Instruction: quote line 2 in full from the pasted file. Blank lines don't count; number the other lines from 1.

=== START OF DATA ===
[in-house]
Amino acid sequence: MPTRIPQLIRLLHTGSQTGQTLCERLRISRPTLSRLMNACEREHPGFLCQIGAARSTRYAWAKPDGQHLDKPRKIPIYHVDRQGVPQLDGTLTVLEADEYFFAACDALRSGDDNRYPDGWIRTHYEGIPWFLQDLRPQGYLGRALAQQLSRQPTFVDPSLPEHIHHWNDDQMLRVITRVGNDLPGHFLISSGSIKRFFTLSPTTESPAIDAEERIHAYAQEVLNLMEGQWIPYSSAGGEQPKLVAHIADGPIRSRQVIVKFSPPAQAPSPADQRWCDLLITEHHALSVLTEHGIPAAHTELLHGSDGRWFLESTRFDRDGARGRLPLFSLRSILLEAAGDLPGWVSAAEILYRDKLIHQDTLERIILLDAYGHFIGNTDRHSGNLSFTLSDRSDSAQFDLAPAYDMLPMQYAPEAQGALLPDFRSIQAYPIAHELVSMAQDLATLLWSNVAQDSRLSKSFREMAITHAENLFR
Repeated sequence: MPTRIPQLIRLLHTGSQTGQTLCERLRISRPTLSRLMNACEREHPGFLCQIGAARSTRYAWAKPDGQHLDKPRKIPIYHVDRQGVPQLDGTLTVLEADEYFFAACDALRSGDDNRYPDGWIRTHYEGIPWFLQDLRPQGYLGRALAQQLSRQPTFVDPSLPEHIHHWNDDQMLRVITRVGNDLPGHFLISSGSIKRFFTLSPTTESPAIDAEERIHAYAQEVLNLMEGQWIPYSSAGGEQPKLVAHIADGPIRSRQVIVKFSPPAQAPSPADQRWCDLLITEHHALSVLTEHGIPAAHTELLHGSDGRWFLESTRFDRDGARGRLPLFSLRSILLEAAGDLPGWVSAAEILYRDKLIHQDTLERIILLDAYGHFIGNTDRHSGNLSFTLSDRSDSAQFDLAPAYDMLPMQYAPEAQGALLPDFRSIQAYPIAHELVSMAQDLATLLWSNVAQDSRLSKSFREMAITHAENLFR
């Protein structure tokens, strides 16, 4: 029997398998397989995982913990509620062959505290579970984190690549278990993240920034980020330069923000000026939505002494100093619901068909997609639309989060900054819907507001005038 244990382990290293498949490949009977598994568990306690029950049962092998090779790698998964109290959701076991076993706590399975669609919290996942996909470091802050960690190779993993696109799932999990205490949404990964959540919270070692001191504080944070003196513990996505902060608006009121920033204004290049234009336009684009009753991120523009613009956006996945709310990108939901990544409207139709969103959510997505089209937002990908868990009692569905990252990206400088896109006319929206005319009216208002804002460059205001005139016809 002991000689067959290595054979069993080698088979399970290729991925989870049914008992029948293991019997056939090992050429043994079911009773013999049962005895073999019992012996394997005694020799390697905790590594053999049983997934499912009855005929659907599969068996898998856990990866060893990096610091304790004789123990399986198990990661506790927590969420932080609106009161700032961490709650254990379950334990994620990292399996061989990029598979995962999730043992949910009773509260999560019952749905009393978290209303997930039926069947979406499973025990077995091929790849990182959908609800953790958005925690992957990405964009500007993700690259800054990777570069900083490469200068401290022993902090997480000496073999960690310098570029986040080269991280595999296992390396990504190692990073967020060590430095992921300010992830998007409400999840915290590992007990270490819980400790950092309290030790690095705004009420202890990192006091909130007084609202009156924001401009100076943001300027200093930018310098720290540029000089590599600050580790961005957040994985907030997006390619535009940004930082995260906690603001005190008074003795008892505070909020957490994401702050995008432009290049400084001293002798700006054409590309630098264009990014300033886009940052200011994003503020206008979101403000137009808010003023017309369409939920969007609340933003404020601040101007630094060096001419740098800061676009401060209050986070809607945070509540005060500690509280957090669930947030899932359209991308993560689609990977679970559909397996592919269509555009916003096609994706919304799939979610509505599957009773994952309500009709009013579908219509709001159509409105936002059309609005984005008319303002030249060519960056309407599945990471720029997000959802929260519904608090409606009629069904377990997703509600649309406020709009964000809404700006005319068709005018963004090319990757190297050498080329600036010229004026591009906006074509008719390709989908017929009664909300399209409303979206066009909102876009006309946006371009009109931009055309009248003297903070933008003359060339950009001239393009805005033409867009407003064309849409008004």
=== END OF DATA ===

Amino acid sequence: MPTRIPQLIRLLHTGSQTGQTLCERLRISRPTLSRLMNACEREHPGFLCQIGAARSTRYAWAKPDGQHLDKPRKIPIYHVDRQGVPQLDGTLTVLEADEYFFAACDALRSGDDNRYPDGWIRTHYEGIPWFLQDLRPQGYLGRALAQQLSRQPTFVDPSLPEHIHHWNDDQMLRVITRVGNDLPGHFLISSGSIKRFFTLSPTTESPAIDAEERIHAYAQEVLNLMEGQWIPYSSAGGEQPKLVAHIADGPIRSRQVIVKFSPPAQAPSPADQRWCDLLITEHHALSVLTEHGIPAAHTELLHGSDGRWFLESTRFDRDGARGRLPLFSLRSILLEAAGDLPGWVSAAEILYRDKLIHQDTLERIILLDAYGHFIGNTDRHSGNLSFTLSDRSDSAQFDLAPAYDMLPMQYAPEAQGALLPDFRSIQAYPIAHELVSMAQDLATLLWSNVAQDSRLSKSFREMAITHAENLFR